A filepath represents the location of a file or folder within a file system.
Generally you will be using filepaths when using Bash or a terminal in order to change your working/current directory or copy a file or whatever.
There are also other uses for filepaths. But I won't get into that stuff right now.
Important: Filepaths are case-sensitive. For example, "readme.txt" is not the same as "ReadMe.txt".
The root directory is the uppermost directory of any given computer disk. In other words, its a directory without a parent.
For example, when using a Mac, doubling clicking on the Macintosh HD icon will open the root directory for your main hard disk. And within that directory are all the top-level files and directories on your drive (e.g. Applications, Users, etc.).
Note: Like many Linux commands, the instructs provided in this tutorial can be used for the macOS Terminal.
A single forward slash (
/) without any other characters, reprsents the root directory.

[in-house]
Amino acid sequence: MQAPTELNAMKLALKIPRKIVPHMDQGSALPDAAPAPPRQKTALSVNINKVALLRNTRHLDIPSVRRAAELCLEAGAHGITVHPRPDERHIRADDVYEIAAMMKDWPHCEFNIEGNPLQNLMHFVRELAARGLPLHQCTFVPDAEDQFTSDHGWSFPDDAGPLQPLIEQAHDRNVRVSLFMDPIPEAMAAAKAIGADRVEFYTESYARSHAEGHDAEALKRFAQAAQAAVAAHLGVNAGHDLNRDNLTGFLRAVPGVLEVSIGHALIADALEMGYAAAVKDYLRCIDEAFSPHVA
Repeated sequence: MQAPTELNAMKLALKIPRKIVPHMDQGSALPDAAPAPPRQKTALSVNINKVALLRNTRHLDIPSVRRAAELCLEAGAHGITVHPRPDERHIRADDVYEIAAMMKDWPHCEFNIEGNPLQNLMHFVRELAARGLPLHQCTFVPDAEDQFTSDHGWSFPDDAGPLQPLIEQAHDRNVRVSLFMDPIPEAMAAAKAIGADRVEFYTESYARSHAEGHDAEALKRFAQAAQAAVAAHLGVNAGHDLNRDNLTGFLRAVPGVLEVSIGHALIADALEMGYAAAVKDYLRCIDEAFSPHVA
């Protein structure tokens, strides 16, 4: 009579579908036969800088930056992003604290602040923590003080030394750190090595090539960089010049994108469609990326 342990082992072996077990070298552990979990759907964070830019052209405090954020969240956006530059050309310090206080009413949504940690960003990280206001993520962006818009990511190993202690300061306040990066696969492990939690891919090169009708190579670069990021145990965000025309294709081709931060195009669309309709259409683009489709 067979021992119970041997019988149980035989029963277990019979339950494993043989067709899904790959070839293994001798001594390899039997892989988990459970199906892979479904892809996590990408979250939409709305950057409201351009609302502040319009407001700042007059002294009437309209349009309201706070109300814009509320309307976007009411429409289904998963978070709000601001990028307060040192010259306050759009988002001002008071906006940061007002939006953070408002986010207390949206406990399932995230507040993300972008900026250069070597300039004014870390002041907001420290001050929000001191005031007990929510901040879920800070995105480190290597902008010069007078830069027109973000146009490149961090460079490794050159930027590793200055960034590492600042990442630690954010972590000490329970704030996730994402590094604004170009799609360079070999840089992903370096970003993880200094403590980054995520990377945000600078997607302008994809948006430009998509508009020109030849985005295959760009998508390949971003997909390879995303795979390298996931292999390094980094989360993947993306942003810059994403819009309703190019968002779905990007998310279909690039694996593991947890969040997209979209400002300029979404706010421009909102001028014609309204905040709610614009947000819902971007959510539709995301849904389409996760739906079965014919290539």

When using Bash or a terminal you can access your root directory by simply tying "cd /" regardless of your current/working directory.
Access the parent directory of your current directory using "..".
A relative filepath is based on the current/working directory.
If your current directory contains a folder called "books" and you want to navigate to that directory. The relative filepath would a dot and a forward slash "./" followed by the name of the directory you want to access.
Alternatively, you could simply write the name of the directory. However, this may not be supported on all computers/servers.
Directory names with spaces
Directories often have names with spaces (e.g. "My Documents").
A filepath with blank spaces needs to be wrapped in quotation marks.
cd "My Documents"
Mac and Linux use forward slashes ("/") for filepaths, but Windows uses backslashes ("").